Oct 6, 2011, 11:23 AM EDT
David Stern set the deadline — if there is no handshake deal between NBA owners and players by Monday, the league will cancel the first two weeks of the regular season.
The two sides are playing a game of chicken. But if the season is to be saved, it has to happen Sunday.
After talks broke of on Tuesday the sides did not meet Wednesday and there are no meetings scheduled for Thursday. That makes it a tight timeline, explains Chris Broussard at ESPN.
Meanwhile, there are no talks planned for Thursday, and several of the principals are expected to observe the Jewish holiday of Yom Kippur Friday and Saturday. That means Sunday could be the only day left to save the Nov. 1 start of the regular season…
The talks could go into Monday, but they would almost certainly have to start before then.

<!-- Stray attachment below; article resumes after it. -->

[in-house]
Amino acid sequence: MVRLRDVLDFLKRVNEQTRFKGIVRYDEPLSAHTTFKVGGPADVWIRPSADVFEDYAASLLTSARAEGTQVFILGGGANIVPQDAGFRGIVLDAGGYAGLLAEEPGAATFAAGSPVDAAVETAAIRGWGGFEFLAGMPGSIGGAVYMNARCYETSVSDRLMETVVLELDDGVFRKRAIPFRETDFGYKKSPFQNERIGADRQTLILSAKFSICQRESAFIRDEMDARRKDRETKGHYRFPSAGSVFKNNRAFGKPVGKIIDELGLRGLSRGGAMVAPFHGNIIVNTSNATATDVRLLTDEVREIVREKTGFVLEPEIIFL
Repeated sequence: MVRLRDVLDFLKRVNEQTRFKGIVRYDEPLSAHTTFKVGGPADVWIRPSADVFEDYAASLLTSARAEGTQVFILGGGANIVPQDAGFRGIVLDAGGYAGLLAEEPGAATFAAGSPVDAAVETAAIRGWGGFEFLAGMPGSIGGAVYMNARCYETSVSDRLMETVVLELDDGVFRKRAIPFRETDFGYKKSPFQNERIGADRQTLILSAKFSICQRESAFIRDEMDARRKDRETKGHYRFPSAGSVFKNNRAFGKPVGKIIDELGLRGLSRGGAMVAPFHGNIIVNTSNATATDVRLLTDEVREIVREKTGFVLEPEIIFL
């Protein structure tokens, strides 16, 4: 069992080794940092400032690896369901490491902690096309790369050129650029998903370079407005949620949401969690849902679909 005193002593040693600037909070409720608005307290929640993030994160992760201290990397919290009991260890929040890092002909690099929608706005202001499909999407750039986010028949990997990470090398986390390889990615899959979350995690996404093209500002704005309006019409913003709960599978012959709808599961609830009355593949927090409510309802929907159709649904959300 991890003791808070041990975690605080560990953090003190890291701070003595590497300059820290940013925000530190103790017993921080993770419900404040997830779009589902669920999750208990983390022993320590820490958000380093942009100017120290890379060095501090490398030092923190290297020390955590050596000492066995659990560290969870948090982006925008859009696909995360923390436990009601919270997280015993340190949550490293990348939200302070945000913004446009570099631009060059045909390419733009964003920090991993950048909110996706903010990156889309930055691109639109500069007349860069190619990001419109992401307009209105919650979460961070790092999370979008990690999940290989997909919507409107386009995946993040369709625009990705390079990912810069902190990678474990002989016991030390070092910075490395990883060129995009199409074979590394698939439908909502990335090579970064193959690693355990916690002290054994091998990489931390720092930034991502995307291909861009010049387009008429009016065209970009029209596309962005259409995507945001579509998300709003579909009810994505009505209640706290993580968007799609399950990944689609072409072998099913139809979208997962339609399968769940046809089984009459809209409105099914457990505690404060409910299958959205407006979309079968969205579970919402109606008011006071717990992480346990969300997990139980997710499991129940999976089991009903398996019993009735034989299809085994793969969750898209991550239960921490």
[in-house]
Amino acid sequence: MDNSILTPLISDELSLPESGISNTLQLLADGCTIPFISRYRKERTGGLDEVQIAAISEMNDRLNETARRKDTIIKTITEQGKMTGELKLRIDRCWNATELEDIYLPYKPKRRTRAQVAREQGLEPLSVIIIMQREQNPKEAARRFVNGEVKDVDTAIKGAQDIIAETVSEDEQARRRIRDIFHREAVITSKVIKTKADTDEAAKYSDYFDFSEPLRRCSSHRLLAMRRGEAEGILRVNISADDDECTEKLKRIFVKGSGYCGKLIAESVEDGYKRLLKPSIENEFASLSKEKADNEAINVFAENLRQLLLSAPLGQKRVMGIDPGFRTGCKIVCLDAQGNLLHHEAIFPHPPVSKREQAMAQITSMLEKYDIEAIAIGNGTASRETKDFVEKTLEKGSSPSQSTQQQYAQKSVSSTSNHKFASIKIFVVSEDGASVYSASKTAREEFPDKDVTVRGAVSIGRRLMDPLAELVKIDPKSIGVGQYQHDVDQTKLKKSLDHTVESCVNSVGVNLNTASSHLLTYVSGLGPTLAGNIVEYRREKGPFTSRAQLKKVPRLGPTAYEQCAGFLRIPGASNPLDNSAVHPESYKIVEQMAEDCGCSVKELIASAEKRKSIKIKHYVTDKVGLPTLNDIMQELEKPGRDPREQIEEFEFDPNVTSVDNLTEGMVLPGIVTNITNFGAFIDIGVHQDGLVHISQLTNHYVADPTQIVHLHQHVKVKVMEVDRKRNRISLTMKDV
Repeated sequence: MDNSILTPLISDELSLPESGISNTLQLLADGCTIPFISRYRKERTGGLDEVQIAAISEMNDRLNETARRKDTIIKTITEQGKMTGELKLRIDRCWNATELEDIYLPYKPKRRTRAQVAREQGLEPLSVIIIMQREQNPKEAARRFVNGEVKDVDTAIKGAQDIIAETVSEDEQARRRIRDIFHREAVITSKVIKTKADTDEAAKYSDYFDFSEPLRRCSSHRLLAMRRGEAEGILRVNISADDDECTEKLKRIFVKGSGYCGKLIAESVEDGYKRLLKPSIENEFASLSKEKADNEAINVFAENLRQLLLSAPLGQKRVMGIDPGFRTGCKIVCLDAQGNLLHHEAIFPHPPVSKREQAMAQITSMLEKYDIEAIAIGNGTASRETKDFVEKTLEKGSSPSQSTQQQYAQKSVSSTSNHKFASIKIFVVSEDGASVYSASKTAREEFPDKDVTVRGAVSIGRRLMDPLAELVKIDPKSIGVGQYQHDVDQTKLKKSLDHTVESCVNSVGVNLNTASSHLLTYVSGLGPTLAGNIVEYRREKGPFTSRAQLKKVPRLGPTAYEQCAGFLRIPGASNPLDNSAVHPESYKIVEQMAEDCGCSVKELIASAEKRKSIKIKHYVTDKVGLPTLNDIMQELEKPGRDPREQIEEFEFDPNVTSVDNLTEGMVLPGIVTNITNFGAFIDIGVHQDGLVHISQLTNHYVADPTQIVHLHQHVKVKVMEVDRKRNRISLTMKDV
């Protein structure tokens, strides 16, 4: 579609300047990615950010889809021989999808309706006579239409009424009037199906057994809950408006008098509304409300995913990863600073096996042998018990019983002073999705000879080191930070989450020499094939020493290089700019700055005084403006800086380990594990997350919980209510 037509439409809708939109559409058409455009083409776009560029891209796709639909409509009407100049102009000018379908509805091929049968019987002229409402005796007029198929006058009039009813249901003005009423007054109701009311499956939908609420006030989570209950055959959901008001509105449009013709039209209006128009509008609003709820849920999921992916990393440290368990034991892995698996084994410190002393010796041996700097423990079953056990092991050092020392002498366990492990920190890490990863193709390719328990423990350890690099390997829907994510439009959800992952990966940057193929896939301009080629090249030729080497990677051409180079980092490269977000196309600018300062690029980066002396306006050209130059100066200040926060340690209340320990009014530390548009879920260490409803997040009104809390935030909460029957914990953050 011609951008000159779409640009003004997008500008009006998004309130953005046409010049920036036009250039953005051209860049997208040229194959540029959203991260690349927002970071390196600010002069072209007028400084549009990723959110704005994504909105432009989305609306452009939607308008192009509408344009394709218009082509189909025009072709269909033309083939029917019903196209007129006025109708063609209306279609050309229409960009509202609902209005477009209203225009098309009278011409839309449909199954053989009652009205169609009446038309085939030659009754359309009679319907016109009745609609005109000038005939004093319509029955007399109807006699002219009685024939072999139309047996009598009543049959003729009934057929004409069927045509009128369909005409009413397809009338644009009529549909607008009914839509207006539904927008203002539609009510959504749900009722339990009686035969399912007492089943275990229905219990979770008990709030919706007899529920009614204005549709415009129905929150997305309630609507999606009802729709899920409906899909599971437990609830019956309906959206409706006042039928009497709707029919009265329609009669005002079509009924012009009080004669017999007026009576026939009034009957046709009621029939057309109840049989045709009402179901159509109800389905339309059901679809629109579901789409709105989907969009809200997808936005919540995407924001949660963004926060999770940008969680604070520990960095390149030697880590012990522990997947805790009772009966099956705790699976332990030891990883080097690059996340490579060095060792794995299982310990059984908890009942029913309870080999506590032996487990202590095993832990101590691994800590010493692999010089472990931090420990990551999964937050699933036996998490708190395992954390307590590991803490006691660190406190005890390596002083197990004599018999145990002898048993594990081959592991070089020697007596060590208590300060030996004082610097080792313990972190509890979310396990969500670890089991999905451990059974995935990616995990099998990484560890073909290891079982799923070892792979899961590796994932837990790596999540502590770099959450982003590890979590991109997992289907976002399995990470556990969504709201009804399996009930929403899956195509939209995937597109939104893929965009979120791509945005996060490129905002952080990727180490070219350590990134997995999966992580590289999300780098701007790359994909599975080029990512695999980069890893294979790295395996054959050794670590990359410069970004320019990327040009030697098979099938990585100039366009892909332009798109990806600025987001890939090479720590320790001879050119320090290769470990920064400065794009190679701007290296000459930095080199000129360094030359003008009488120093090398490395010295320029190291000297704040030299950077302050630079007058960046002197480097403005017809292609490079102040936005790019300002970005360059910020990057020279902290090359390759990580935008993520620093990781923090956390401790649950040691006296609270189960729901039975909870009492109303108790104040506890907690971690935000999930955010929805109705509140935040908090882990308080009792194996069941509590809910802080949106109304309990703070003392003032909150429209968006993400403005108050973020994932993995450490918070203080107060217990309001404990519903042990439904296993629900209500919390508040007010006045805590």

As we noted before, in terms of pure numbers the two sides are pretty close (well, if you consider $80 million a season and more than $500 million over the course of the deal “close”). The owners informally proposed the “concept” of a 50/50 split of revenue, the players informally said no lower than 52 percent (they got 57 percent in the last labor deal).
They could split the difference, but challenge is for Stern and union head Billy Hunter to convince the hard liners on both sides to give a little more to get a deal done. Then they have to attach the economic numbers to a salary cap system that both sides can live with. It’s a lot to do and not a lot of time to do it.
Still, they are close; Hunter described them as being on the three yard line. But any coach will tell you those last three yards are the hardest to get on the entire field.
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